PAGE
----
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Economic consequences of the first world war

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What were the main economic consequences of the First World War?

At the end of the First World War in 1918, the economic state of Europe was in such a perilous condition that the impending rebuilding of the continent seemed such a remote and unrealistic possibility.  The war had devastated much of the Western European economies; the most affected nations were France and Germany, followed by Belgium, Italy and Austria. In addition to the complete economic stagnation of the period throughout much of Western Europe, there were vast regions of Eastern Europe that also suffered greatly. The majority of Europeans suffered in one way or another, Geographical borders changed, industry changed, and demographics changed, all which had severe economic repercussions throughout Europe.  Four years concentration of total war had ravaged and pillaged the European economies, resulting in a massive decline in production. Additionally, Europe had been unable to regain her prominent share in world trade that she enjoyed prior to 1914, nor had she been able to reassert her influence and dominance over overseas markets. The emergence of new economic powers after the War such as The USA and Japan aswell as the rise of Hitler and Lenin, arguably the two most important political characters of the twentieth century, came as a direct result of the war which also had major impacts on the economies of many European nations.  In no way can the impact of the war be underestimated or tamed. At the very least it was a major factor in shaping the world that we live in today.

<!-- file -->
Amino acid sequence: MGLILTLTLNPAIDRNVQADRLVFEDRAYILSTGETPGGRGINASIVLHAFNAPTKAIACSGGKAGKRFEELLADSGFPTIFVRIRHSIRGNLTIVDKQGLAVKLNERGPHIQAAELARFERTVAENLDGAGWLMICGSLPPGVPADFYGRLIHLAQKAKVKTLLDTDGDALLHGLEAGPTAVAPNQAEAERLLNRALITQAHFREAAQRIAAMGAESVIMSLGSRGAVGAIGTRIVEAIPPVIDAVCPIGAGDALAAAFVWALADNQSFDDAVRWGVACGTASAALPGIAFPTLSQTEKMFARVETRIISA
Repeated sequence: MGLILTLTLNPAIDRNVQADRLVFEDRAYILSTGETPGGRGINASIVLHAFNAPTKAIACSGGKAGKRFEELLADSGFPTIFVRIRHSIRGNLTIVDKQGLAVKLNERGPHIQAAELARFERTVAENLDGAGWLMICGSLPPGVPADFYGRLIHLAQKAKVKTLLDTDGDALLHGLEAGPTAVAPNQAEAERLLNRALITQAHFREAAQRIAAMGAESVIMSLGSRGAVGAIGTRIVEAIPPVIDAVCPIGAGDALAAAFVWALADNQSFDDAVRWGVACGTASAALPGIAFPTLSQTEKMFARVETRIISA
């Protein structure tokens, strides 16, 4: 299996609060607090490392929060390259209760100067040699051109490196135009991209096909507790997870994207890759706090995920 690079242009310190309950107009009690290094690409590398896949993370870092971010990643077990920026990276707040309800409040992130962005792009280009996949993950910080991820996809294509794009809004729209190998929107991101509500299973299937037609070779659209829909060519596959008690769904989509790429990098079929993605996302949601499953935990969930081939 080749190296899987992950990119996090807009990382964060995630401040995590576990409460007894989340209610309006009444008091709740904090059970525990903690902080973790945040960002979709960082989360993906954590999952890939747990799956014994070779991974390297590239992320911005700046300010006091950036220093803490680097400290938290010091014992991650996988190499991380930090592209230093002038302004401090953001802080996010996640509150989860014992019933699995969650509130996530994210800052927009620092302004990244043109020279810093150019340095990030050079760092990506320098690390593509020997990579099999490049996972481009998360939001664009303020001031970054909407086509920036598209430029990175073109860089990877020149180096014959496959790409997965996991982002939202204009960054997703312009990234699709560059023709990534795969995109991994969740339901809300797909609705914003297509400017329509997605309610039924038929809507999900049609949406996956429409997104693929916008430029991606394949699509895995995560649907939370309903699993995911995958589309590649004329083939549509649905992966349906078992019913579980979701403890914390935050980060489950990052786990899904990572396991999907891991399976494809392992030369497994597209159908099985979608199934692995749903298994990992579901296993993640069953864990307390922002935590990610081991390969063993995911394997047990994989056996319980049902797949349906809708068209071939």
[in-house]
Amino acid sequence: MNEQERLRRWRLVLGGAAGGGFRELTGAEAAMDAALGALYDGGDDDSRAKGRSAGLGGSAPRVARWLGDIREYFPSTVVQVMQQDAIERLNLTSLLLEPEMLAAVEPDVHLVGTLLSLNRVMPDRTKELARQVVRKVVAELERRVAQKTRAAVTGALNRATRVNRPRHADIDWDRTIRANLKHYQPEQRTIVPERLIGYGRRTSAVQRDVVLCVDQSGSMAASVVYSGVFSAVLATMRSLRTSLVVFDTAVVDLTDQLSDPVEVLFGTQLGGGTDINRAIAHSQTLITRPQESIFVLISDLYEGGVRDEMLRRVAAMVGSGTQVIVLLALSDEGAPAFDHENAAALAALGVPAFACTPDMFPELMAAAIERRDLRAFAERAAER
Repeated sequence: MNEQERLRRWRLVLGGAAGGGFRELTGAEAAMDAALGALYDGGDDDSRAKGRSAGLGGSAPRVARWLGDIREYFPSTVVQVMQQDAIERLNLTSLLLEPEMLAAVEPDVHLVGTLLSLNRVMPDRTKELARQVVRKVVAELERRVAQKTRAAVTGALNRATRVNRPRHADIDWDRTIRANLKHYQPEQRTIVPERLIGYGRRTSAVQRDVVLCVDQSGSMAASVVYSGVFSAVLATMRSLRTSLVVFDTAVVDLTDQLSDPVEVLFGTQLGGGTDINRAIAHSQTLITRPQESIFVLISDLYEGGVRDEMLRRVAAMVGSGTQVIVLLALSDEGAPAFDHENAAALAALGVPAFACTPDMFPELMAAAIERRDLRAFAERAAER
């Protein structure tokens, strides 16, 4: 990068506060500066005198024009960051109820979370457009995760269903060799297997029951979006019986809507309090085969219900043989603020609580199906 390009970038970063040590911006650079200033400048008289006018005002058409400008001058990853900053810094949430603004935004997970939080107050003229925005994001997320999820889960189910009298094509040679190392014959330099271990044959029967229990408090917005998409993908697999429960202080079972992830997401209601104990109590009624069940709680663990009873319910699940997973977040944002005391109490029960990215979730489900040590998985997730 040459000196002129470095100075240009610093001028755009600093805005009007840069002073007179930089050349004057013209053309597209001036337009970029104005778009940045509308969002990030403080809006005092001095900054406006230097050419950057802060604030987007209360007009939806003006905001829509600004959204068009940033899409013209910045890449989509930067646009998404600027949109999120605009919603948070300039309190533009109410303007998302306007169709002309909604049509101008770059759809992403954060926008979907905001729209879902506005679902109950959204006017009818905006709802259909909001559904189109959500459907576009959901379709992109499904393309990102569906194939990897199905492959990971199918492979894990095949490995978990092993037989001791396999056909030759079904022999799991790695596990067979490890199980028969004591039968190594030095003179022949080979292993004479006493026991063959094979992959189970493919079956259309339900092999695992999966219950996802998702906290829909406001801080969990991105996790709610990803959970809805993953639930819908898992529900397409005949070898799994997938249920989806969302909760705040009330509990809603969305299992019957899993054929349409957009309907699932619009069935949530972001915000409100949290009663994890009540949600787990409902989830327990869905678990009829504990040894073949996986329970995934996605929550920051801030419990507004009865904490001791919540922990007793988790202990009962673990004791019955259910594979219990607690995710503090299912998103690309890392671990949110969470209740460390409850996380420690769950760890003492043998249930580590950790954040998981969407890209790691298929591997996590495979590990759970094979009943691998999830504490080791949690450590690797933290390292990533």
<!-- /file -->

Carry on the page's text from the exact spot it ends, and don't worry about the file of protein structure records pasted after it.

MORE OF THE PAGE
The First World War completely shattered and devastated many European economies. In Germany alone the cost of the war was estimated at $40 billion USD. When considering the fact that there has subsequently been 87 years of inflation since this expenditure, in modern terms the figure would be closer to $1100 billion USD[1]. The cost of the war was equally high in France and Russia and well into the billions in Italy, Belgium, Britain and Poland.

Another major economic impact of the war was that it narrowed the gap between the economies of both Europe and the United States of America. Despite the USA being well into its industrialization programme and having a steadily growing economy the European economy was still superior to the US economy. However the devastating effects of the First World War resulted in massive economic stagnation and declination, which allowed the US to catch up and bridge the gap. In the period following the War it is estimated that the US economy grew by triple that of Europe’s economy in relative terms[2]. As a result of this economic alteration and switch in economic superiority, investment in Europe fell substantially, which effectively enhanced the problems already facing the economies of the continent. Newly established Asian companies relocated to the US, and many European firms decided to cross the Atlantic to save their businesses. This mass movement and relocation of businesses from Europe to the US inflicted more desolation and misery upon the governments of war torn Europe. The loss of investment resulted in a reduction in the generation of income, which was critically necessary at the time in order to improve and rebuild the devastated economies.